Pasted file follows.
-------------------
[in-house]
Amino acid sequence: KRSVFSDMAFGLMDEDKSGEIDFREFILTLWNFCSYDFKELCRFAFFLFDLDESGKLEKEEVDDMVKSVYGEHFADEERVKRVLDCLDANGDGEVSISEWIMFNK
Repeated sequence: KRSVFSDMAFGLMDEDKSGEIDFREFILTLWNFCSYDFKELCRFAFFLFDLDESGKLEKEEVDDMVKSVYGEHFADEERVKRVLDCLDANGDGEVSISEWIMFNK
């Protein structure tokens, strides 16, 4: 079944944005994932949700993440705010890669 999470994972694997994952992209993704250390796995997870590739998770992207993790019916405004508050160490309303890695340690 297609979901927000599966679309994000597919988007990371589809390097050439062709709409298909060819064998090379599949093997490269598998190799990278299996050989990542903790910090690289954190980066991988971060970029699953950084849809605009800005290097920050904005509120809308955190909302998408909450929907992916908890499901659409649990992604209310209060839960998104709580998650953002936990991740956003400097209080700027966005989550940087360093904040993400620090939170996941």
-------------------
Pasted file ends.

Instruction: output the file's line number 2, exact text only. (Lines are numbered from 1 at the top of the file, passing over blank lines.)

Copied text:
Amino acid sequence: KRSVFSDMAFGLMDEDKSGEIDFREFILTLWNFCSYDFKELCRFAFFLFDLDESGKLEKEEVDDMVKSVYGEHFADEERVKRVLDCLDANGDGEVSISEWIMFNK